As the demand for managed care arrangements intensifies, providers across the United States are linking up with established healthcare networks. In markets where provider networks do not yet exist, however, hospitals must still work from the ground up, gauging the climate for managed care and establishing contacts with potential partners.
Testing the Rockford Market
In Rockford, IL, Saint Anthony Medical Center began exploring possible partnership relationships more than two years ago, when it submitted a business review letter to the U.S. Department of Justice describing plans to form a preferred provider network with one of the city's other two hospitals. Saint Anthony Administrator Jerry Nash says that the medical center wanted to ensure that the justice department would approve such an agreement before it began pursuing the possibility. A few years earlier the justice department had blocked a merger proposal between Rockford's other two hospitals, each of which is significantly larger than the 254-bed Saint Anthony facility.
Nash says that calls from local employers for some form of managed care arrangement spurred Saint Anthony to look into partnership possibilities. "If you want to have a truly marketable managed care product," he notes, "you have to provide all sorts of services to payers and purchasers, and we realized that we could not offer some of the necessary ingredients. Our options have been to add the services on our own or to network in order to offer them. We believed that the latter course would provide an up-front cost savings both for us and for the community we serve."
Under the proposal, which was finally approved by the justice department late last year, Saint Anthony would subcontract with physicians and another Rockford hospital to offer managed care to area businesses (see Hospitals & Health Networks, December 20, 1993, p. 22). Nash speculates that the justice department's response took so long because of antitrust concerns and uncertainty over what the Clinton administration would do in healthcare reform.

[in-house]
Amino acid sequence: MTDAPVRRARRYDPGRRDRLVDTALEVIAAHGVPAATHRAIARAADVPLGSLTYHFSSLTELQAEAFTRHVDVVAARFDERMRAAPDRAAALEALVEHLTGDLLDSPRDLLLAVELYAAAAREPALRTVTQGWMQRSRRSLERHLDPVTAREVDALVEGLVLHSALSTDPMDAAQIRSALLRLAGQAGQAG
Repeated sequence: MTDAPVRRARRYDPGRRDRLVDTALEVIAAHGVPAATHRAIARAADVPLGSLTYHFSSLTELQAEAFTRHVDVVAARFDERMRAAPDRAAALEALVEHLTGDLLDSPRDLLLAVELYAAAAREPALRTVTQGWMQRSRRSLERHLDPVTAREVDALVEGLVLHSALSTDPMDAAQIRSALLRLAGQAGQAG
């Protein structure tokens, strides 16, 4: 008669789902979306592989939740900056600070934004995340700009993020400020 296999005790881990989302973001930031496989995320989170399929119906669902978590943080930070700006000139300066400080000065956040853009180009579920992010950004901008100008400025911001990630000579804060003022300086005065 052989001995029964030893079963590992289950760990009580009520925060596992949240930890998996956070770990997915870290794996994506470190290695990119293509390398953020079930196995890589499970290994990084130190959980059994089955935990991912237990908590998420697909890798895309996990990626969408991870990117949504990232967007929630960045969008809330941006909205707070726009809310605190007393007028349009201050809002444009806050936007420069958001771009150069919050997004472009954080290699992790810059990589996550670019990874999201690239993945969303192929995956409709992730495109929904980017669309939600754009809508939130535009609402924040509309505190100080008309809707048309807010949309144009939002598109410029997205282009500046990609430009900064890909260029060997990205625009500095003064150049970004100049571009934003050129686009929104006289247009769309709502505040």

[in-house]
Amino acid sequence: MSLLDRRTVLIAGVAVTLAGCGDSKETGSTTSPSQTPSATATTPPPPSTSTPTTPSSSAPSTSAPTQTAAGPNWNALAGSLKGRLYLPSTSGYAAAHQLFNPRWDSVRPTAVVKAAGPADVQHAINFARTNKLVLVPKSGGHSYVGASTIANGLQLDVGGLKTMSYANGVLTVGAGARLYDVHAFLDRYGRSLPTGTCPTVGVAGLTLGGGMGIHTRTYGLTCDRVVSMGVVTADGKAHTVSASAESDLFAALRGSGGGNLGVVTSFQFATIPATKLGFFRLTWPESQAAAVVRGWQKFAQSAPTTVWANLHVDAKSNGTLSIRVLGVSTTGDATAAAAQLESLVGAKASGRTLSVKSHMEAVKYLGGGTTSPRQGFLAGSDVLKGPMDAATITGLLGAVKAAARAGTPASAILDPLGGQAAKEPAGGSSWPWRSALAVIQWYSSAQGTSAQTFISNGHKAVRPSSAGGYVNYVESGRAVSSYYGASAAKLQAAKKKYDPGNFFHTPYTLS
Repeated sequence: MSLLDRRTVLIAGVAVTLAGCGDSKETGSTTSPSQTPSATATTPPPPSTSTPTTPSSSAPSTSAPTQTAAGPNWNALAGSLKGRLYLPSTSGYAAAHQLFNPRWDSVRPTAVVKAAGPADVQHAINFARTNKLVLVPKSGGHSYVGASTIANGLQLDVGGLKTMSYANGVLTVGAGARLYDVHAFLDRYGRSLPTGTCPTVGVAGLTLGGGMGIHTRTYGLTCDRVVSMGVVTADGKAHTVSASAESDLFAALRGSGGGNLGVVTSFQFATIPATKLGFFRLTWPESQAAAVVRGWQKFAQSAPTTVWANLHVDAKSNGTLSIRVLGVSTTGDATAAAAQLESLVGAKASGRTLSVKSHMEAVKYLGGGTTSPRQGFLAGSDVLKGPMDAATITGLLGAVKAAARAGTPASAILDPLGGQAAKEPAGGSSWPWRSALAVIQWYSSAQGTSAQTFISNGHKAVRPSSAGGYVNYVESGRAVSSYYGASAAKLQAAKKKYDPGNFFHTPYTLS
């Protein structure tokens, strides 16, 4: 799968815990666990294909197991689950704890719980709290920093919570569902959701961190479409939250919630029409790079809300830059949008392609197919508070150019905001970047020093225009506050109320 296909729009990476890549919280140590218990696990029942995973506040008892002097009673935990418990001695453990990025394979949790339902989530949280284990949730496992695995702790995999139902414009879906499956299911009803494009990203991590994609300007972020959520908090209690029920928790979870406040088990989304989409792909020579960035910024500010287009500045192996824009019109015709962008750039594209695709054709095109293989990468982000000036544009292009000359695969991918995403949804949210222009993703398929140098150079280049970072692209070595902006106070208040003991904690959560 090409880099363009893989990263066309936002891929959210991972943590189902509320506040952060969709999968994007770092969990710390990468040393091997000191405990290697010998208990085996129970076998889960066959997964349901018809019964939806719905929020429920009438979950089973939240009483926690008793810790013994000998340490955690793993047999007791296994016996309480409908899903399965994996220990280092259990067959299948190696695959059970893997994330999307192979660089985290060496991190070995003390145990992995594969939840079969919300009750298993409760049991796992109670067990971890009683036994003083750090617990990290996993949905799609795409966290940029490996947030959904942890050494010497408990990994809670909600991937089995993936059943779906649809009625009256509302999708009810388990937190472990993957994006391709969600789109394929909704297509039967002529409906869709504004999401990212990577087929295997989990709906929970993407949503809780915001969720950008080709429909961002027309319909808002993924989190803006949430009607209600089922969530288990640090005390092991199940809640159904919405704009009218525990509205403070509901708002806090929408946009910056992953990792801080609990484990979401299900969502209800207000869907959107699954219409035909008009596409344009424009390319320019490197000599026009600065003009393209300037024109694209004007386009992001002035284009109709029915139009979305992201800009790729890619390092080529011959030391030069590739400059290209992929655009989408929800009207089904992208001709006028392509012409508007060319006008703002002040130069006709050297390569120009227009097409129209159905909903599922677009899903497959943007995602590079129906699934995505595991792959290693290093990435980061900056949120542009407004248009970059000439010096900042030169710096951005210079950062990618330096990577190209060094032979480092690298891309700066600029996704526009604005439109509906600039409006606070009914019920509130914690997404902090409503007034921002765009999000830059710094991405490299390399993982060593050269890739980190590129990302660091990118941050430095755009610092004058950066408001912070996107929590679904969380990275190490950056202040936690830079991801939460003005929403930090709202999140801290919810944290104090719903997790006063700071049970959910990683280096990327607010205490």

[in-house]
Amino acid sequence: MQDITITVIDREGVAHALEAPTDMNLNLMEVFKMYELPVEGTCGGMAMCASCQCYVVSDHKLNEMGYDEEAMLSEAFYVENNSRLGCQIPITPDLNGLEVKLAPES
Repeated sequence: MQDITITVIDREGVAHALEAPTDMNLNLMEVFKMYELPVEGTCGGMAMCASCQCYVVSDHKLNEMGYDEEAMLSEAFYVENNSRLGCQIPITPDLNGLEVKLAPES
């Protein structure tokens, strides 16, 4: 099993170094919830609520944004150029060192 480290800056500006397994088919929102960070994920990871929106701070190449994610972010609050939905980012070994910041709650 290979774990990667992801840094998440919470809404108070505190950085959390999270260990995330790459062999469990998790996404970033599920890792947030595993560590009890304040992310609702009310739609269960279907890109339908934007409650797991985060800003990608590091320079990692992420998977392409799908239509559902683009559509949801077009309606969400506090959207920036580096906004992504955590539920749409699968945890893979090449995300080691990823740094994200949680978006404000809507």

Probing Potential Partners
In the meantime, Saint Anthony has been in talks with both of the other hospitals to determine which would be the more desirable facility to link up with. "We feel that either of them would be happy to partner with us," Nash says. "One factor that draws them to us is our affiliation with the OSF Healthcare System, sponsored by the Sisters of the Third Order of St. Francis. They are currently both stand-alone facilities, and I think they realize that the larger the system they affiliate with, the greater their chances for success under a capitated system."
Among the criteria Saint Anthony is using to evaluate the hospitals, the most important is a common mission and values. "We need to be assured that a potential partner's operations don't conflict with the ethical values and standards we operate under," Nash emphasizes. Once that criterion is met, the hospital would explore whether the other facility's services complement those offered by Saint Anthony. The facility's location and the specialty mix of its referring physicians could be additional factors.
Although Saint Anthony has continued to talk with the other Rockford hospitals, the facility has changed its plans somewhat since the business review letter was sent. "We're not so sure anymore that subcontracting with another facility is the direction we want to go in, as opposed to a true joint venture," Nash says. He adds that the possibility of entering a joint venture depends on a number of factors, including the approval of the Saint Anthony and OSF board, which is still evaluating whether it wants that kind of relationship.